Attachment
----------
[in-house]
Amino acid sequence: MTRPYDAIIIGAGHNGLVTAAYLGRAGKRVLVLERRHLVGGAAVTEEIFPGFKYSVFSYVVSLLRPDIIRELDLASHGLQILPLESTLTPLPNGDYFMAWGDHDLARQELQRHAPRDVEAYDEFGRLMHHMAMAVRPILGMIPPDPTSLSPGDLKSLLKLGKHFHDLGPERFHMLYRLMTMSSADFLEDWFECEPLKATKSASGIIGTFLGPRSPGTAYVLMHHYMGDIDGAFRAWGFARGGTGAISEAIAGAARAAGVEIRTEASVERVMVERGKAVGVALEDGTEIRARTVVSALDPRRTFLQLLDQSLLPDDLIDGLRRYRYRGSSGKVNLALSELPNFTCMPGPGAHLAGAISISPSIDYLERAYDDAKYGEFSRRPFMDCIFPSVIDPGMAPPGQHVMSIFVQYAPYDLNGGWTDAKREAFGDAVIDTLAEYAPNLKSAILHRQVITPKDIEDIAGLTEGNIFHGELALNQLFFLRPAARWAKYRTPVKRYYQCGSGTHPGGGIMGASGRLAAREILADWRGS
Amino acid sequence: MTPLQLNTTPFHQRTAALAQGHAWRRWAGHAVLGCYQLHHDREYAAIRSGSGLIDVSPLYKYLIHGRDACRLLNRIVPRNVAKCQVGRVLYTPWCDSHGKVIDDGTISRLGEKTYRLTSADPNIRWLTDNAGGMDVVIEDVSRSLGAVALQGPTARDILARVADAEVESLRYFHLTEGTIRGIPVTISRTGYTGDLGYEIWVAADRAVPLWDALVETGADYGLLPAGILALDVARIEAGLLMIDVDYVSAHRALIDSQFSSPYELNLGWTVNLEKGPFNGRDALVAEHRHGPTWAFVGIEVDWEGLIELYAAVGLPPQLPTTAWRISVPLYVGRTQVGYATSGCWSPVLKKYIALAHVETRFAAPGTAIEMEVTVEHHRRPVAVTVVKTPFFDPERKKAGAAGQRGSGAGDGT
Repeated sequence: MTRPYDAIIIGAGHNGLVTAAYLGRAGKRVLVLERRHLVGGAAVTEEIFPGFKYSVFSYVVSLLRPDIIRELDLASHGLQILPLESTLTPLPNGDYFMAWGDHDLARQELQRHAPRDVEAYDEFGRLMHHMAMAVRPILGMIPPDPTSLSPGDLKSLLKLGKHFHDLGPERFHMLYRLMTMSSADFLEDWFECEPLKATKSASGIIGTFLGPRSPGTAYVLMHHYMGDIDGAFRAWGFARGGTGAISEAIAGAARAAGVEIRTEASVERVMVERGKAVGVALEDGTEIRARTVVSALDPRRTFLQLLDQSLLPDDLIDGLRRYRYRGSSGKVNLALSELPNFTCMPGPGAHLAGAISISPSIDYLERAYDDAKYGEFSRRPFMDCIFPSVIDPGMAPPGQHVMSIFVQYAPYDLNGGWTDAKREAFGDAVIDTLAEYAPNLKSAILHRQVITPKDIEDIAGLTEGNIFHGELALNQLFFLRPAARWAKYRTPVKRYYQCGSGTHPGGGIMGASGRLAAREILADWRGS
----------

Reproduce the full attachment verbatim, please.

[in-house]
Amino acid sequence: MTRPYDAIIIGAGHNGLVTAAYLGRAGKRVLVLERRHLVGGAAVTEEIFPGFKYSVFSYVVSLLRPDIIRELDLASHGLQILPLESTLTPLPNGDYFMAWGDHDLARQELQRHAPRDVEAYDEFGRLMHHMAMAVRPILGMIPPDPTSLSPGDLKSLLKLGKHFHDLGPERFHMLYRLMTMSSADFLEDWFECEPLKATKSASGIIGTFLGPRSPGTAYVLMHHYMGDIDGAFRAWGFARGGTGAISEAIAGAARAAGVEIRTEASVERVMVERGKAVGVALEDGTEIRARTVVSALDPRRTFLQLLDQSLLPDDLIDGLRRYRYRGSSGKVNLALSELPNFTCMPGPGAHLAGAISISPSIDYLERAYDDAKYGEFSRRPFMDCIFPSVIDPGMAPPGQHVMSIFVQYAPYDLNGGWTDAKREAFGDAVIDTLAEYAPNLKSAILHRQVITPKDIEDIAGLTEGNIFHGELALNQLFFLRPAARWAKYRTPVKRYYQCGSGTHPGGGIMGASGRLAAREILADWRGS
Amino acid sequence: MTPLQLNTTPFHQRTAALAQGHAWRRWAGHAVLGCYQLHHDREYAAIRSGSGLIDVSPLYKYLIHGRDACRLLNRIVPRNVAKCQVGRVLYTPWCDSHGKVIDDGTISRLGEKTYRLTSADPNIRWLTDNAGGMDVVIEDVSRSLGAVALQGPTARDILARVADAEVESLRYFHLTEGTIRGIPVTISRTGYTGDLGYEIWVAADRAVPLWDALVETGADYGLLPAGILALDVARIEAGLLMIDVDYVSAHRALIDSQFSSPYELNLGWTVNLEKGPFNGRDALVAEHRHGPTWAFVGIEVDWEGLIELYAAVGLPPQLPTTAWRISVPLYVGRTQVGYATSGCWSPVLKKYIALAHVETRFAAPGTAIEMEVTVEHHRRPVAVTVVKTPFFDPERKKAGAAGQRGSGAGDGT
Repeated sequence: MTRPYDAIIIGAGHNGLVTAAYLGRAGKRVLVLERRHLVGGAAVTEEIFPGFKYSVFSYVVSLLRPDIIRELDLASHGLQILPLESTLTPLPNGDYFMAWGDHDLARQELQRHAPRDVEAYDEFGRLMHHMAMAVRPILGMIPPDPTSLSPGDLKSLLKLGKHFHDLGPERFHMLYRLMTMSSADFLEDWFECEPLKATKSASGIIGTFLGPRSPGTAYVLMHHYMGDIDGAFRAWGFARGGTGAISEAIAGAARAAGVEIRTEASVERVMVERGKAVGVALEDGTEIRARTVVSALDPRRTFLQLLDQSLLPDDLIDGLRRYRYRGSSGKVNLALSELPNFTCMPGPGAHLAGAISISPSIDYLERAYDDAKYGEFSRRPFMDCIFPSVIDPGMAPPGQHVMSIFVQYAPYDLNGGWTDAKREAFGDAVIDTLAEYAPNLKSAILHRQVITPKDIEDIAGLTEGNIFHGELALNQLFFLRPAARWAKYRTPVKRYYQCGSGTHPGGGIMGASGRLAAREILADWRGS